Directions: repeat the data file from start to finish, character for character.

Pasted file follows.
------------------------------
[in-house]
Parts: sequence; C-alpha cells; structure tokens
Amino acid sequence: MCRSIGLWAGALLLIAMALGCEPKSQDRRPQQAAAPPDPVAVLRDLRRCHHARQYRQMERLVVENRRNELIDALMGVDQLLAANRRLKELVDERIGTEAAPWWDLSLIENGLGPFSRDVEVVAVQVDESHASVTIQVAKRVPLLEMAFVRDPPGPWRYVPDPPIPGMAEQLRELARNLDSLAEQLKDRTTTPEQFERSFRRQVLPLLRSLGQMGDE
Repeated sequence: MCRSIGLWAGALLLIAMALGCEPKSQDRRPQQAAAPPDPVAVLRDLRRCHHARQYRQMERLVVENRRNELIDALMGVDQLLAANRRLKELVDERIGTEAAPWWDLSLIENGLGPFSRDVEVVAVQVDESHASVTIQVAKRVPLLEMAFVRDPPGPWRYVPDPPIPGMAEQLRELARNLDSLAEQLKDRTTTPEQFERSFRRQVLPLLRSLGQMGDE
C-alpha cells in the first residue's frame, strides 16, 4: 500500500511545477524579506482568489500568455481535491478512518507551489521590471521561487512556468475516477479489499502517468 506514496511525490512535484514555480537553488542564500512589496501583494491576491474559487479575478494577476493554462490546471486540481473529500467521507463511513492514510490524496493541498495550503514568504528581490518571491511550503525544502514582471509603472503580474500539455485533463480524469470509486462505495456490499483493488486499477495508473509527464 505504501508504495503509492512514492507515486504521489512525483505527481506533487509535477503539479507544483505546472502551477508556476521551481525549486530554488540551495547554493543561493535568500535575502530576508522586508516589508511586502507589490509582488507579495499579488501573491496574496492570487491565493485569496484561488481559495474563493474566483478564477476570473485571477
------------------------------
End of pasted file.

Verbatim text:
[in-house]
Parts: sequence; C-alpha cells; structure tokens
Amino acid sequence: MCRSIGLWAGALLLIAMALGCEPKSQDRRPQQAAAPPDPVAVLRDLRRCHHARQYRQMERLVVENRRNELIDALMGVDQLLAANRRLKELVDERIGTEAAPWWDLSLIENGLGPFSRDVEVVAVQVDESHASVTIQVAKRVPLLEMAFVRDPPGPWRYVPDPPIPGMAEQLRELARNLDSLAEQLKDRTTTPEQFERSFRRQVLPLLRSLGQMGDE
Repeated sequence: MCRSIGLWAGALLLIAMALGCEPKSQDRRPQQAAAPPDPVAVLRDLRRCHHARQYRQMERLVVENRRNELIDALMGVDQLLAANRRLKELVDERIGTEAAPWWDLSLIENGLGPFSRDVEVVAVQVDESHASVTIQVAKRVPLLEMAFVRDPPGPWRYVPDPPIPGMAEQLRELARNLDSLAEQLKDRTTTPEQFERSFRRQVLPLLRSLGQMGDE
C-alpha cells in the first residue's frame, strides 16, 4: 500500500511545477524579506482568489500568455481535491478512518507551489521590471521561487512556468475516477479489499502517468 506514496511525490512535484514555480537553488542564500512589496501583494491576491474559487479575478494577476493554462490546471486540481473529500467521507463511513492514510490524496493541498495550503514568504528581490518571491511550503525544502514582471509603472503580474500539455485533463480524469470509486462505495456490499483493488486499477495508473509527464 505504501508504495503509492512514492507515486504521489512525483505527481506533487509535477503539479507544483505546472502551477508556476521551481525549486530554488540551495547554493543561493535568500535575502530576508522586508516589508511586502507589490509582488507579495499579488501573491496574496492570487491565493485569496484561488481559495474563493474566483478564477476570473485571477